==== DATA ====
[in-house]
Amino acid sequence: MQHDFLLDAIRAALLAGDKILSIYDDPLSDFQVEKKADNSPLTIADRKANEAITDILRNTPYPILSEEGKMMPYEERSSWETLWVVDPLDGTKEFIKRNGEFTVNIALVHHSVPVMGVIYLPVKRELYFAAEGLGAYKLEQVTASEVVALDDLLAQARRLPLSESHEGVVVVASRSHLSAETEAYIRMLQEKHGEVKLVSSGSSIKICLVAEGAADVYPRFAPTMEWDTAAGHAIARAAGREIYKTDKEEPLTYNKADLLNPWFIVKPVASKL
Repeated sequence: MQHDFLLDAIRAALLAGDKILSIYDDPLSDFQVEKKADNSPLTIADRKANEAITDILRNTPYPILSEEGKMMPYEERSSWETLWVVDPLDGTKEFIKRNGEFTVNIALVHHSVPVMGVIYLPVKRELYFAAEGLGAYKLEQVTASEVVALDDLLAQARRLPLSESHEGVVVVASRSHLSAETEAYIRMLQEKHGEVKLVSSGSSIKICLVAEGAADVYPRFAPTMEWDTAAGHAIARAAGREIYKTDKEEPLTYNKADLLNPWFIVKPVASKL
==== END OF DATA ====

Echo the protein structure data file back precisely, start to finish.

[in-house]
Amino acid sequence: MQHDFLLDAIRAALLAGDKILSIYDDPLSDFQVEKKADNSPLTIADRKANEAITDILRNTPYPILSEEGKMMPYEERSSWETLWVVDPLDGTKEFIKRNGEFTVNIALVHHSVPVMGVIYLPVKRELYFAAEGLGAYKLEQVTASEVVALDDLLAQARRLPLSESHEGVVVVASRSHLSAETEAYIRMLQEKHGEVKLVSSGSSIKICLVAEGAADVYPRFAPTMEWDTAAGHAIARAAGREIYKTDKEEPLTYNKADLLNPWFIVKPVASKL
Repeated sequence: MQHDFLLDAIRAALLAGDKILSIYDDPLSDFQVEKKADNSPLTIADRKANEAITDILRNTPYPILSEEGKMMPYEERSSWETLWVVDPLDGTKEFIKRNGEFTVNIALVHHSVPVMGVIYLPVKRELYFAAEGLGAYKLEQVTASEVVALDDLLAQARRLPLSESHEGVVVVASRSHLSAETEAYIRMLQEKHGEVKLVSSGSSIKICLVAEGAADVYPRFAPTMEWDTAAGHAIARAAGREIYKTDKEEPLTYNKADLLNPWFIVKPVASKL